Ketchum and the Russian Embassy did not respond to requests for comment.
Andrea Prasow, deputy Washington director of Human Rights Watch, advocates for global human rights issues before the government. Beyond seeking to shape public opinion, foreign entities also often try to influence policy, she said.
The firms’ approaches are typically two-pronged: counter and downplay their clients’ human rights violations and highlight U.S. interests, she said.
“One of the challenges is that the United States has interests with a lot of these countries,” she said. “That’s why there isn’t a very clear and definitive rejection of involvement with countries that are sort of the worst human rights abusers.”
For Equatorial Guinea, a country that at one point exported two-thirds of its oil to the United States, there is much at stake. In last year’s U.S.-Africa Leaders Summit, President Barack Obama included President Obiang in a White House dinner while excluding other autocrats who lead Zimbabwe, Eritrea and the Central African Republic.
Representation of foreign clients faces stricter regulation and more extensive disclosures with the Justice Department than that of domestic clients. Anyone working to influence U.S. policy on behalf of a foreign client, whether by lobbying or engaging in public relations, must register with the Foreign Agents Registration Unit of the Justice Department and disclose the contract, details of all political activity and any distributed materials.
Passed in 1938 in response to German propaganda agents active in the United States prior to World War II, the Foreign Agents Registration Act sought to illuminate the sources of influence aimed at public policy and opinion.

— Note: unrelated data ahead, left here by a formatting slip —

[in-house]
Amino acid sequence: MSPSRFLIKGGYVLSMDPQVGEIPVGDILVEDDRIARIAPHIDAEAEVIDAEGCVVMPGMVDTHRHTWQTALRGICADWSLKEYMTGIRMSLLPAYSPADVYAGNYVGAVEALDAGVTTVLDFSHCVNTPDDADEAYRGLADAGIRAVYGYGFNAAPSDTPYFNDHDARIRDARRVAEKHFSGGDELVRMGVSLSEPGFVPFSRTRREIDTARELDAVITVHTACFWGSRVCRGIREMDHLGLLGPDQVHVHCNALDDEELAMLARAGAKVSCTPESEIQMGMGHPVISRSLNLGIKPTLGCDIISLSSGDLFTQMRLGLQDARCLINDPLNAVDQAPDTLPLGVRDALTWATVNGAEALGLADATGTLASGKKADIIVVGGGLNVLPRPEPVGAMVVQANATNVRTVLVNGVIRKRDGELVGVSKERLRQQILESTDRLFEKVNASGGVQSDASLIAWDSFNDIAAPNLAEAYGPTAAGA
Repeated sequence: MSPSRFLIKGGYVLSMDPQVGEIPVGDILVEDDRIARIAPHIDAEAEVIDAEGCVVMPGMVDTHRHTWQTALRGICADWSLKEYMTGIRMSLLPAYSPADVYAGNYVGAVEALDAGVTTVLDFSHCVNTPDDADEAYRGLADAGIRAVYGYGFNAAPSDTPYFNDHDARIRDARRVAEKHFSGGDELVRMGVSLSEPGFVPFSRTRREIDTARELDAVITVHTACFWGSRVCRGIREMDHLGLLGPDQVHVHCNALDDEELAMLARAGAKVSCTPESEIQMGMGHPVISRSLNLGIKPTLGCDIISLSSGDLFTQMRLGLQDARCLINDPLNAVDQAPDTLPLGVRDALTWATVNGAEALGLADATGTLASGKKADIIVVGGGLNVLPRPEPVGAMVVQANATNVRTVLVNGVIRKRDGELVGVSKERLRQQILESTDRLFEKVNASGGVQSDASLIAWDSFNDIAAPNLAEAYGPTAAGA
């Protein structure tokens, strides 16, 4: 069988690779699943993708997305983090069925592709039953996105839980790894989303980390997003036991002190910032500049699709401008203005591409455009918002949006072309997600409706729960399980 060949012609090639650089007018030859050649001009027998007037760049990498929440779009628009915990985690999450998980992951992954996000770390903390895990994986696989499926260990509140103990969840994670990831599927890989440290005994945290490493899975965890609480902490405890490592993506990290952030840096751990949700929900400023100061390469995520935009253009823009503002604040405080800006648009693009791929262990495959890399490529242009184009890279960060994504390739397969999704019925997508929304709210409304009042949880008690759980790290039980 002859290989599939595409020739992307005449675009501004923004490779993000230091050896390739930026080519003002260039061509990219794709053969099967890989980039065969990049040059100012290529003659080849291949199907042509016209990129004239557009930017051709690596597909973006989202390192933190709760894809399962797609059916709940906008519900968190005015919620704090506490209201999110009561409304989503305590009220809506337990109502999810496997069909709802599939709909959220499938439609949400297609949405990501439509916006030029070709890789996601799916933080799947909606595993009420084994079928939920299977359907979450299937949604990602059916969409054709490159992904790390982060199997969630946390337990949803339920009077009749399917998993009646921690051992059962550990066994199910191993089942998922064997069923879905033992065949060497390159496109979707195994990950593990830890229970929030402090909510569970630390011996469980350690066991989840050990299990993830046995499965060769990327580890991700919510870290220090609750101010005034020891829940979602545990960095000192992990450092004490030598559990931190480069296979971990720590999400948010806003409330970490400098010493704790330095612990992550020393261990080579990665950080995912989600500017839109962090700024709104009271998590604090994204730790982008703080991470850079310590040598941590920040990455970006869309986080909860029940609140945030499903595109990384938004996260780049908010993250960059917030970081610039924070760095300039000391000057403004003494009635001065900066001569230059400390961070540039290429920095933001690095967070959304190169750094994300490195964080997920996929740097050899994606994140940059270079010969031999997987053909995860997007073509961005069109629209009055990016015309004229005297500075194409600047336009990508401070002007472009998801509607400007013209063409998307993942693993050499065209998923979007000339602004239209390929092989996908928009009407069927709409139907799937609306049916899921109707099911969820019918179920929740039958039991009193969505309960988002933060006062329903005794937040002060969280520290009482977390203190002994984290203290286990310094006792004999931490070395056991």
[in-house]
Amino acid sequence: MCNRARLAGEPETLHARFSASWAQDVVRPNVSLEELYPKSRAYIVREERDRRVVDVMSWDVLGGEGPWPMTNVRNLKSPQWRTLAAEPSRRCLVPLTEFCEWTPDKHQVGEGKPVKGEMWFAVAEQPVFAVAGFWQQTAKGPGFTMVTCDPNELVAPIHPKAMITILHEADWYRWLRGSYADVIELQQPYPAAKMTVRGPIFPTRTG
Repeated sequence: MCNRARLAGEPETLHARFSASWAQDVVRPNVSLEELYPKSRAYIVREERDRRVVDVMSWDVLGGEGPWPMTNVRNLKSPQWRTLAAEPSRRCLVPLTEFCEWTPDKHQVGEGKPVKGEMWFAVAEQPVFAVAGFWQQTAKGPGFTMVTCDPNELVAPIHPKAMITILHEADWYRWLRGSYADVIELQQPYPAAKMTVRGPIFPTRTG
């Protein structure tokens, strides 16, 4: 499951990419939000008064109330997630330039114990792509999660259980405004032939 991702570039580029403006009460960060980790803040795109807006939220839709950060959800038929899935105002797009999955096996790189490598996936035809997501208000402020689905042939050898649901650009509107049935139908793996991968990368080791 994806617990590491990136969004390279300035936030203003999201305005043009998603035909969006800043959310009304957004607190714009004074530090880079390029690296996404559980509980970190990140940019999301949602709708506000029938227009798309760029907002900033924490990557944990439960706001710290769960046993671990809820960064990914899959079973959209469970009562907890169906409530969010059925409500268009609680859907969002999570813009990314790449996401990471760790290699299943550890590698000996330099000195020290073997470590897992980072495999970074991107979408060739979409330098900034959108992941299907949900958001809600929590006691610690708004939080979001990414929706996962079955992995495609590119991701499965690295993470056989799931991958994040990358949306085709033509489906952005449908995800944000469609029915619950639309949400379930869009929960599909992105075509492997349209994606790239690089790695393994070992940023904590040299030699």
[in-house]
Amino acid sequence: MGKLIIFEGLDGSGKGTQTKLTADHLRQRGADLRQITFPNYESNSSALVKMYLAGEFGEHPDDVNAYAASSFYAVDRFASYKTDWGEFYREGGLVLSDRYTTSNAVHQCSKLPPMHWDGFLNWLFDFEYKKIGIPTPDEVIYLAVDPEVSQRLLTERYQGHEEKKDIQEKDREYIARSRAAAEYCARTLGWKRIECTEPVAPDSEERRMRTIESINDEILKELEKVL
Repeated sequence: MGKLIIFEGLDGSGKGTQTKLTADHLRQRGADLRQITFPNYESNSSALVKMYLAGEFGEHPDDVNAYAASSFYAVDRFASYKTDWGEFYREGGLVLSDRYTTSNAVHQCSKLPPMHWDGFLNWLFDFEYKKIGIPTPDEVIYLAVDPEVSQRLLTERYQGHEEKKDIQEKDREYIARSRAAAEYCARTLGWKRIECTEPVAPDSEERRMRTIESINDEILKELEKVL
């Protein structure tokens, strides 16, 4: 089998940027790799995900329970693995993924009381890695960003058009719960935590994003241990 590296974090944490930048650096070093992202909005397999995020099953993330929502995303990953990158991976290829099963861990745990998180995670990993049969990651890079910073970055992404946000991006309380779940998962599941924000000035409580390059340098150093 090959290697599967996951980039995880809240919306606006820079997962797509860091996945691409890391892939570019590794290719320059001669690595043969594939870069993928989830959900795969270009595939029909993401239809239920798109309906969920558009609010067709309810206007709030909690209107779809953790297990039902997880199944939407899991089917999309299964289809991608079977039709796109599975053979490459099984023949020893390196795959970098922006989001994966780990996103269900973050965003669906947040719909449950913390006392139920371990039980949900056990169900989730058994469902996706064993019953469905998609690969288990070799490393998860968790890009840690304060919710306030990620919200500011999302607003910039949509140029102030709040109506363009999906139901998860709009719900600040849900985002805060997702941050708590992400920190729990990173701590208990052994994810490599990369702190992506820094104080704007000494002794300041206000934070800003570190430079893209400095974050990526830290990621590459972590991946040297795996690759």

There is widespread non-compliance with filing deadlines, and many registrants fail to include required disclosure language about who prepared any distributed materials, according to a report last year by the Project on Government Oversight, a nonprofit government watchdog group.
Report co-author Lydia Dennett said enforcement of the law is lax.
“The fact that the Department of Justice doesn’t enforce them as much as they could definitely hurts the transparency angle, which is the whole point of the law,” Dennett said.
Justice Department national security spokesman Marc Raimondi said in an email that the Foreign Agents Registration Act Unit regularly monitors online and print media “to identify individuals and entities that may not be in compliance with the Act.
“When questions regarding possible noncompliance come to the attention of the FARA Unit, by any means, it takes appropriate steps to seek compliance with the Act,” he said. This means inspecting and contacting current and potential registrants about the obligations under the law, he said.
During the past 10 years, the Justice Department has brought four criminal cases relating to willful violations of the Foreign Agents Registration Act, three of which resulted in a conviction or guilty plea, Raimondi said.
Foreign principals spend nearly a half-billion dollars annually to try to influence U.S. policy and opinion, according to a Project on Government Oversight estimate. Domestic lobbying, by comparison, has totaled about $3.25 billion for each of the past two years, according to the Center for Responsive Politics.
Qorvis/MSLGroup has received more than $20.6 million since 2010 working for governments with poor human rights records, according to the Center for Public Integrity review of Justice Department disclosures.
Since 2010, Libya, Bahrain, China, Sri Lanka and others that rank poorly for human rights in the Fragile States Index have turned to the firm for representation.